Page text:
Charity in Islam
1. “The parable of those who spend their property in the way of AllÄh is as the parable of a grain growing seven ears with a hundred grains in every ear, and AllÄh multiplies for whom He pleases, and AllÄh is Ample-giving, Knowing” (2:261).
2. “O you who believe! Give in charity of the good things you earn and of what We have brought forth for you out of the earth, and do not aim at giving in charity what is bad” (2:267).
3. “If you give in charity openly it is well, and if you hide it and give it to the poor it is better for you. (2:271).
4. “Righteousness is this that one believes in AllÄh and the last day and the angels and the Book and the prophets, and gives away wealth out of love for Him to the near of kin and the orphans and the needy and the wayfarer and the beggars and for the emancipation of the captives, and keeps up prayer and pays the zakÄt” (2:177).
5. “(ZakÄt) charity is only for the poor and the needy, and the collectors appointed for its collection, and those whose hearts are made to incline to truth, and the ransoming of captives, and those in debt. and for the way of AllÄh, and (for) the wayfarer” (9:60).
The Arabic word for charity isÂ sadaqahÂ (fromÂ sidq, meaningÂ truth).Â ZakÄt, is originallyÂ zakawah, of the same measure asÂ sadaqah, and its primary significance isÂ increaseÂ orÂ purification. TechnicallyÂ zakÄtis a fixed portion of one’s wealth which it is obligatory to give away annually for the benefit of the poor; the giving away of wealth to the needy is thus regarded as bringing about its purification and increase. Charity is likened to the sowing of seed which brings immense reward (v. 1). Only that charity is acceptable to God which is given out of one’s lawful earnings (v. 2). It may be given either openly or in secret (v. 3). ZakÄt is obligatory charity in addition to voluntary charity, and it forms with the keeping up of prayer the basis of IslÄm (v. 4; h. 10). Those appointed to collect the zakÄt are included among the persons who are entitled to receive the zakÄt (v. 5); and thus it is definitely laid down that the zakÄt must be collected as public money. and distributed as such, under the directions of the head of the state or the head of a community.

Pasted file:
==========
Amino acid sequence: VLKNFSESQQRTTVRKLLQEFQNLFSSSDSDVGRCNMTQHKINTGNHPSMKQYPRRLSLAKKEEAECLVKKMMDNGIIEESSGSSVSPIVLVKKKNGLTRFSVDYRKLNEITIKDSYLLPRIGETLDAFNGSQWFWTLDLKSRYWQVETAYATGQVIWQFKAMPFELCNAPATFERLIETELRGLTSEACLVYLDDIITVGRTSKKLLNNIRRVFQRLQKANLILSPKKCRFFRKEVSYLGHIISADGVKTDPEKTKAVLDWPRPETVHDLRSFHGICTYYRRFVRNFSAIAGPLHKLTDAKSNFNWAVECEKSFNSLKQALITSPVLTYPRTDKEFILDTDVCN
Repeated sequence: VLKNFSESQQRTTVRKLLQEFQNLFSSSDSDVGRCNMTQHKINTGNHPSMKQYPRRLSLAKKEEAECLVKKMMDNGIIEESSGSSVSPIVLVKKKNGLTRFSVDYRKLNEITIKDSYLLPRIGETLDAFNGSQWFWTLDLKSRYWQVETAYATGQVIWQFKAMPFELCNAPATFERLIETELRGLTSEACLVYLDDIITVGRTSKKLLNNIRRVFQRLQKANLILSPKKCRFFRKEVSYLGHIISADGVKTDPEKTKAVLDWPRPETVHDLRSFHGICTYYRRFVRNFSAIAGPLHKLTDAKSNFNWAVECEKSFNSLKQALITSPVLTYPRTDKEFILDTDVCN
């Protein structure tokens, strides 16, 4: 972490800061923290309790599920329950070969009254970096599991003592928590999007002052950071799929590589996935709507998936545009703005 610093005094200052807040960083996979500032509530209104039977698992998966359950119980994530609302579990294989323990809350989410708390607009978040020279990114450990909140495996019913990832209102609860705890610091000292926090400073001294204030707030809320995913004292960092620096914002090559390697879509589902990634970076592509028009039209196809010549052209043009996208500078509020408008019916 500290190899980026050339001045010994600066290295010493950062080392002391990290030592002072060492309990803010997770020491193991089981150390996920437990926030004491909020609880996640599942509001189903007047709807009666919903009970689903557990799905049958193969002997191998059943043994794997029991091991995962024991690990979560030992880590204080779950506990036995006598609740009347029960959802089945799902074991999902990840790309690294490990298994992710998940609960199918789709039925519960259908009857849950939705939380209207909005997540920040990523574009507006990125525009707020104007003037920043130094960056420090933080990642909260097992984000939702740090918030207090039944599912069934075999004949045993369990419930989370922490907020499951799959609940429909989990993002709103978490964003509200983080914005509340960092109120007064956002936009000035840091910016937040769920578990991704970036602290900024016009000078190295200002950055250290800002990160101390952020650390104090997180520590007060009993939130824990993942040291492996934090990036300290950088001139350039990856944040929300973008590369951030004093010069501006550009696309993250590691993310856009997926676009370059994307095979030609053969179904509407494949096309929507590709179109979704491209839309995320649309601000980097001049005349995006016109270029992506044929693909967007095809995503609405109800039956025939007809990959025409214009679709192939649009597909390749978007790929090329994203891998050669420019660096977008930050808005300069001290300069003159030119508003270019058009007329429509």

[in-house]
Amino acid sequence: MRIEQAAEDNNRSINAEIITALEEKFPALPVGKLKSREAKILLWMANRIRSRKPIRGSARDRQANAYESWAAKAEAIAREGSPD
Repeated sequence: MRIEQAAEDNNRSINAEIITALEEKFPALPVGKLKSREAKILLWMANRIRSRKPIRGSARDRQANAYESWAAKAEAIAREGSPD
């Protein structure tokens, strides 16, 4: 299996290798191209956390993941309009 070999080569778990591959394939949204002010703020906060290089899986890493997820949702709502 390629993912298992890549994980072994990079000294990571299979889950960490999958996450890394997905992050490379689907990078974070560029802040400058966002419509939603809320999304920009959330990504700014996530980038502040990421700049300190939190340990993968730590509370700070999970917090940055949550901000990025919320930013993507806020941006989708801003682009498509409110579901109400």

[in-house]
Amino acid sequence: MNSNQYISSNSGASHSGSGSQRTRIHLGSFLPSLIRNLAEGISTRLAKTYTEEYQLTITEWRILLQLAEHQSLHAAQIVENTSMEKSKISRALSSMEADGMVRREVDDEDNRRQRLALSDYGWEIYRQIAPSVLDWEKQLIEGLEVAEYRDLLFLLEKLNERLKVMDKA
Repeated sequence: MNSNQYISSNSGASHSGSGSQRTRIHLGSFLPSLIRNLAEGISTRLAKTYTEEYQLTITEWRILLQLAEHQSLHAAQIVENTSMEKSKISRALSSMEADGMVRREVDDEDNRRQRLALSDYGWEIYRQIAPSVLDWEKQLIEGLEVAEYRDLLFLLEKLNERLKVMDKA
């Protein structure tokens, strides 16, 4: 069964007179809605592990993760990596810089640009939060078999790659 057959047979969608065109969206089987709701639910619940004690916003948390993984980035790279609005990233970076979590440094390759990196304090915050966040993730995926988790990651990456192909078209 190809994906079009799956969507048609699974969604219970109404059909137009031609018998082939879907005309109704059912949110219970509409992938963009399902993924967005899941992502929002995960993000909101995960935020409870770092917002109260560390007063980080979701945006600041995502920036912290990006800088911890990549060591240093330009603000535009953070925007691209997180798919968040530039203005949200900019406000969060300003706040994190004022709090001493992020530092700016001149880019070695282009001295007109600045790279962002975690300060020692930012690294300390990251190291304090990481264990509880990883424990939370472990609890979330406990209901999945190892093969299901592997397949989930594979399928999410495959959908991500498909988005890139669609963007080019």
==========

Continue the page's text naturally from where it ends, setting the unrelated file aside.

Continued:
1Â AbÅ« MÅ«sÄ reported,Â The Prophet,Â peace and blessings of AllÄh be on him, said:
“SadaqahÂ is incumbent on every Muslim.”
They (his companions) said, O Prophet of AllÄh! And (what about him) who has not got (anything to give)? He said:Â “He should work with his hand and profit himself and give in charity.”Â They said, If he has nothing (in spite of this). He said:Â “He should help the distressed one who is in need.”Â They said, If he is unable to do this. He said:Â “He should do good deeds and refrain from doing evil–this is charity on his part “Â (B. 24:31.)
2Â AbÅ« Hurairah reported,Â The Prophet,Â peace and blessings of AllÄh be on him, said:
“On every bone of the fingers charity is incumbent every day: One assists a man in riding his beast or in lifting his provisions to the back of the animal, this is charity; and a good word and every step which one takes in walking over to prayer is charity; and showing the way (to another) is charity.Â (B. 56:72.)